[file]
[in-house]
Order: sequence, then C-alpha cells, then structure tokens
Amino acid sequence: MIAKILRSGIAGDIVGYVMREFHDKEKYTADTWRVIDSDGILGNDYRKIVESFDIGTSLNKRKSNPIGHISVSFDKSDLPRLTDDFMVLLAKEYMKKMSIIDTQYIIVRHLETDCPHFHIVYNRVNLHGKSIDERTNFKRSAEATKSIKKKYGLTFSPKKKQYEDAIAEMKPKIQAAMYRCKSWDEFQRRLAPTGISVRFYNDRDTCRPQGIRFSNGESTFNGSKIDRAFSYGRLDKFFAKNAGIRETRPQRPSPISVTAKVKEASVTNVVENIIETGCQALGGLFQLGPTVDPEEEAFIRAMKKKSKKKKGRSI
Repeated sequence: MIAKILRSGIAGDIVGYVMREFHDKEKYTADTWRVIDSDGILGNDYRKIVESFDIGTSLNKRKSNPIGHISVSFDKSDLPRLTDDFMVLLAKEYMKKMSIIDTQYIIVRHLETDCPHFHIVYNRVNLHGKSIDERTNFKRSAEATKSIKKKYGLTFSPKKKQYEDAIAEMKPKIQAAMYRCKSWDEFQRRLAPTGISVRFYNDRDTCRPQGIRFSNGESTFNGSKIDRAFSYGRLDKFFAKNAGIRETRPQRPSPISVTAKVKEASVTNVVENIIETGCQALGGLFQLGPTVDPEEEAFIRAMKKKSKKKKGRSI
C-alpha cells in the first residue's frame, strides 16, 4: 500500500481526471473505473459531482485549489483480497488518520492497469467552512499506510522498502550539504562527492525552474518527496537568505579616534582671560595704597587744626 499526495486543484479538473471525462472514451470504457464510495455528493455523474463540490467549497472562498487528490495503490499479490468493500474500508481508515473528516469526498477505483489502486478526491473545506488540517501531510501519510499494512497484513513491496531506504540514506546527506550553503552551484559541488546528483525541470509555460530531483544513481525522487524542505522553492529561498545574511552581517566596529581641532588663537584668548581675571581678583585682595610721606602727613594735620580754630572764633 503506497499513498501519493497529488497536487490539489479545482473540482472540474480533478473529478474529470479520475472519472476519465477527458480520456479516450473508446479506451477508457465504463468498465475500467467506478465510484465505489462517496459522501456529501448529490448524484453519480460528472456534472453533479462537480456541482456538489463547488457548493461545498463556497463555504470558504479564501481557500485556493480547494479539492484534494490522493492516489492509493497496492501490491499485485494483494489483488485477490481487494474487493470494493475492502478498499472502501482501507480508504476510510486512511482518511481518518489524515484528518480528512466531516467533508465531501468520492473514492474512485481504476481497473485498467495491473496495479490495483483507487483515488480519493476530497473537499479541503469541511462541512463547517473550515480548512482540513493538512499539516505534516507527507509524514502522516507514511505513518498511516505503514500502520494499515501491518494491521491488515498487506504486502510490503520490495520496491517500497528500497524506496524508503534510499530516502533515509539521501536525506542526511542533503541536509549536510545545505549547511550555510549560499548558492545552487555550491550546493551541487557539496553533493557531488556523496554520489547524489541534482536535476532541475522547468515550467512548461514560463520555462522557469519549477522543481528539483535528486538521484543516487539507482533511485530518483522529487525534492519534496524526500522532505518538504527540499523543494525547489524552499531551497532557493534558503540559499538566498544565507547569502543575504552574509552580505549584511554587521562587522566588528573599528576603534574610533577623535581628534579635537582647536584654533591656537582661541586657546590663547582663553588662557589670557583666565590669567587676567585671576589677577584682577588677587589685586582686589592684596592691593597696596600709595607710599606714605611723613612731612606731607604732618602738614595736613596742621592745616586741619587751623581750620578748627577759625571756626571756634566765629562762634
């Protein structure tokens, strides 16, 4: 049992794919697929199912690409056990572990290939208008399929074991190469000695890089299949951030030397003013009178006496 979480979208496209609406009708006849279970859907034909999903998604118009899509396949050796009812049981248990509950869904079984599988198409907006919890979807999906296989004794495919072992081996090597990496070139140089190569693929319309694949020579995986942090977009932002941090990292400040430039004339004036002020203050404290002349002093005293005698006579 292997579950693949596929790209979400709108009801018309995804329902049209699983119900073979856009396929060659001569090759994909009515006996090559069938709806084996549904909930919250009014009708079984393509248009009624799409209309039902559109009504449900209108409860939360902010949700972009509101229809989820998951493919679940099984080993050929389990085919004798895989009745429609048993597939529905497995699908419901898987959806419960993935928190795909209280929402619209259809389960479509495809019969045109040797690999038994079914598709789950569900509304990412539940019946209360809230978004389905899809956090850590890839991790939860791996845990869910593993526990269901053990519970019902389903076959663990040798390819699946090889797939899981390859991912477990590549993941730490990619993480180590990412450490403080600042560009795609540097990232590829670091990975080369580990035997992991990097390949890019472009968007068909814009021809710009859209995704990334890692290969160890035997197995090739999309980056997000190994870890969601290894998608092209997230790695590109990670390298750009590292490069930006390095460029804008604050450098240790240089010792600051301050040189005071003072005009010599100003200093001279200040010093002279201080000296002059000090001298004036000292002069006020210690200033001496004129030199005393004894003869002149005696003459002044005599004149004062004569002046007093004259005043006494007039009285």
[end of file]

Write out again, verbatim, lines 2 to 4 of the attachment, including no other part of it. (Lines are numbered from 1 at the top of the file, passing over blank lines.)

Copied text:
Order: sequence, then C-alpha cells, then structure tokens
Amino acid sequence: MIAKILRSGIAGDIVGYVMREFHDKEKYTADTWRVIDSDGILGNDYRKIVESFDIGTSLNKRKSNPIGHISVSFDKSDLPRLTDDFMVLLAKEYMKKMSIIDTQYIIVRHLETDCPHFHIVYNRVNLHGKSIDERTNFKRSAEATKSIKKKYGLTFSPKKKQYEDAIAEMKPKIQAAMYRCKSWDEFQRRLAPTGISVRFYNDRDTCRPQGIRFSNGESTFNGSKIDRAFSYGRLDKFFAKNAGIRETRPQRPSPISVTAKVKEASVTNVVENIIETGCQALGGLFQLGPTVDPEEEAFIRAMKKKSKKKKGRSI
Repeated sequence: MIAKILRSGIAGDIVGYVMREFHDKEKYTADTWRVIDSDGILGNDYRKIVESFDIGTSLNKRKSNPIGHISVSFDKSDLPRLTDDFMVLLAKEYMKKMSIIDTQYIIVRHLETDCPHFHIVYNRVNLHGKSIDERTNFKRSAEATKSIKKKYGLTFSPKKKQYEDAIAEMKPKIQAAMYRCKSWDEFQRRLAPTGISVRFYNDRDTCRPQGIRFSNGESTFNGSKIDRAFSYGRLDKFFAKNAGIRETRPQRPSPISVTAKVKEASVTNVVENIIETGCQALGGLFQLGPTVDPEEEAFIRAMKKKSKKKKGRSI